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By: Symone Saul

Listen! Do you hear it? 

The gunshots ringing out like fireworks from Reynosa, across the Rio Grande to where you lie awake, nestled in scratchy blankets, mere inches of soft dirt separating yours from the bones of the ancestors. 

Do you hear the unpredictable pattering of wind against nylon or the all-too-predictable whirring of helicopters and Border Patrol trucks creeping past the village? 

Quietly focus on the sound of coyotes fervently yelping at the other dogs, or the bird calls of the human coyotes whistling their location to the migrants they’re escorting through cover of night under a glaringly open sky. 

Listening is an act of decolonization. Colonizers refuse to listen. They bring their facts, their language, and beliefs wherever they go and impose it in one direction. Dr. Curtiss Porter reminds us that the sensate nature distinct to African tribal and global Indigenous peoples has been lost to those firmly affixed to the materialism of Western cultures. Donald Longsoldier of the Oglala Lakota Nation will patiently describe the difference between “hearing” and “listening” with your heart and mind in tandem, if you can make out his soft mantras over the crackling of logs in the sacred fire. 

At Yalui Village in Somi Se’k, home of the Esto’k Gna, there is so much to hear, learn, and understand. While this is resistance– a sustained encampment built by the Carrizo-Comecrudo Tribe of Texas along a cemetery where the proposed border wall construction had been planned– this is so much more. 

As many leftist white Americans run around panicking in this maelstrom of imperialism, border and immigration issues, the increasingly blatant government corruption, and total climate apocalypse, so few of those people are ready to fight for the causes we claim to support. Doing so requires a type of sacrifice most people of privilege aren’t ready to accept. Doing so requires something deeper than protest, slower than social media, and more valuable than the most generous philanthropy. The only solution to the devastating effect of white supremacy must address the poisonous roots influencing well-intentioned harmful behaviors, to prevent them from sprouting. It is not enough to only address the toxic consequences of generations of settler-colonial society. It requires a long hard look at the way we live every moment of our lives and how we move through them. It is time to decolonize.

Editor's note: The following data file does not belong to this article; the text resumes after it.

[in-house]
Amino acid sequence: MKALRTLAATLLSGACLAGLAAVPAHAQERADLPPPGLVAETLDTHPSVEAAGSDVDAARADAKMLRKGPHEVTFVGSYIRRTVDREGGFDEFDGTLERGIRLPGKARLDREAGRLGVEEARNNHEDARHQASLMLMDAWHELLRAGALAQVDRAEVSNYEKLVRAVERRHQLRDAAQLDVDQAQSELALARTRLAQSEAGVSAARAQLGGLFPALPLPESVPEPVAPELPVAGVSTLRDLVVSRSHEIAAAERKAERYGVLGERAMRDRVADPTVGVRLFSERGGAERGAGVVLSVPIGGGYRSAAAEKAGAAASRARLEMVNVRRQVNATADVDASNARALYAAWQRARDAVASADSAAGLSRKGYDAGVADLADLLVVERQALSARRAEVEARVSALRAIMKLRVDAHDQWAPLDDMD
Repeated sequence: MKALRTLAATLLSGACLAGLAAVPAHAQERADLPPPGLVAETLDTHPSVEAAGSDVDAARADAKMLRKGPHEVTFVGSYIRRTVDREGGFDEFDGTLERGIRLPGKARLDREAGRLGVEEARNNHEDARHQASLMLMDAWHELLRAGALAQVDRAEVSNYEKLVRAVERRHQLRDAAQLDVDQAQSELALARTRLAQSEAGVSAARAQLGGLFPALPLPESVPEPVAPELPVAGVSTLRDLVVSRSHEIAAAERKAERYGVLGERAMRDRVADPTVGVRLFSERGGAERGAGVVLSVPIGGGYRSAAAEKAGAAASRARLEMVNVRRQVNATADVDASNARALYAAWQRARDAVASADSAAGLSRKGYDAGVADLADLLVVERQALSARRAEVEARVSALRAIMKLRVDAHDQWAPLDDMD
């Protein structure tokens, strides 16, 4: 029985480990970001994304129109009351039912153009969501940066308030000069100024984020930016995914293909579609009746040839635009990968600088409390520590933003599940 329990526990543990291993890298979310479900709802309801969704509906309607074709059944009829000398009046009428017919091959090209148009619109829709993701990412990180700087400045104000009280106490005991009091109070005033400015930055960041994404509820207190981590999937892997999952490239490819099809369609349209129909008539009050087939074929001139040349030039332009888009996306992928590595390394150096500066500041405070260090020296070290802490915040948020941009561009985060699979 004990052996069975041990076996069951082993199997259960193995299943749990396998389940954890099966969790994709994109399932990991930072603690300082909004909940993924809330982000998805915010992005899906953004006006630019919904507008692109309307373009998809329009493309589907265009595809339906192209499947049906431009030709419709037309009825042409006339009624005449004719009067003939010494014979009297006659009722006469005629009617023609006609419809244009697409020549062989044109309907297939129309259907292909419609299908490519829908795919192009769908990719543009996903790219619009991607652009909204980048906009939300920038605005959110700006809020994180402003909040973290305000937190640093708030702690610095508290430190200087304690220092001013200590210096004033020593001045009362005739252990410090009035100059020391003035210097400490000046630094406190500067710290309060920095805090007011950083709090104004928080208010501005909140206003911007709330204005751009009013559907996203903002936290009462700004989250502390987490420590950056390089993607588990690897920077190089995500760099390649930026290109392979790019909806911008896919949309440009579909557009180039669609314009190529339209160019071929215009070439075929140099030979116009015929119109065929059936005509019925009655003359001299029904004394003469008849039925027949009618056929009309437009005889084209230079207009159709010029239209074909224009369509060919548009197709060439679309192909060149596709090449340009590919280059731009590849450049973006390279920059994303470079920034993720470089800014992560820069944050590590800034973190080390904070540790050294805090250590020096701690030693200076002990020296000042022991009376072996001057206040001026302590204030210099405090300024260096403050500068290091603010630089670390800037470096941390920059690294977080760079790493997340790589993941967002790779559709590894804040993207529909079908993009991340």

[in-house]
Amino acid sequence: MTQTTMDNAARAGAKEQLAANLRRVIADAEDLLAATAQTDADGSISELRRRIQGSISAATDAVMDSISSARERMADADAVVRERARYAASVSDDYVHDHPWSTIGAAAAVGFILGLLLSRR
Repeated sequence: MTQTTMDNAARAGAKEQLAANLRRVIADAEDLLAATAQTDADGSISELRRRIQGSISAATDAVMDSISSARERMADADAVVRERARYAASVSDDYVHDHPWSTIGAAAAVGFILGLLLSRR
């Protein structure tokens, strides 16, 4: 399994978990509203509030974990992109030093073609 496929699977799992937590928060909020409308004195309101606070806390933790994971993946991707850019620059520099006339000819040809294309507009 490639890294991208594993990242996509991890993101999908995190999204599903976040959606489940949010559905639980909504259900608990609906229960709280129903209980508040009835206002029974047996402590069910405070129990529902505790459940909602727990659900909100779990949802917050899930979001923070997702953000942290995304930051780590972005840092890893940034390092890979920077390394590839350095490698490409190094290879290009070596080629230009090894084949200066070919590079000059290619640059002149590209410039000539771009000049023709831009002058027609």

The theme of this year’s Pittsburgh Racial Justice Summit, held January 24-25, was ‘Decolonize Our Histories to Reclaim Our Humanity.’ This is what Juan Mancias, tribal chairman of the Carrizo-Comecrudo, has been doing for decades, through his writing and teachings of the prophecies of his people’s pictographs; and now through the creation of encampments such as Yalui Village. While holding space on sacred land and protecting the gravesites and local ecology threatened by the border wall and LNG (Liquid Natural Gas) pipeline, while drawing the connection of the internment of migrants with the ongoing genocide of his people, Juan also reinforces the opportunity of the villages to bring his people back to their traditional ways. At the same time, non-Natives can decolonize by listening to these histories and learning to detach from their materialistic ways and helping others regain their sovereignty and natural strengths. Settler descendants can begin now to move gracefully into what will likely soon become an era of struggles for survival, where skills of the senses and spirit will be in much higher demand than the consumptive, competitive logic of capitalism. 

Every day at Yalui Village brings me more of these necessary skills and closer to remembering how to listen, feel and move with the earth in a sustainable and healing way. Eventually, the wind becomes more predictable, as it teaches me the patterns of its movements. Every day, the fears that I’ve wrongly carried with me from Babylon lessen – fears of insects and dangerous animals, fear of authority and surveillance, fears of ghosts or vulnerability. I begin to make friends with the open sky, the finicky fire and the ancestors grounding my steps. Being part of the resistance, we find ourselves post-resistance, pre-colonial, returning finally to peace.

Symone Saul serves on the Board of Directors for TMC and spent several weeks in December and January at Yalui Village.

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NewPeople Newspaper VOL. 50 No. 1. February, 2020. All rights reserved.

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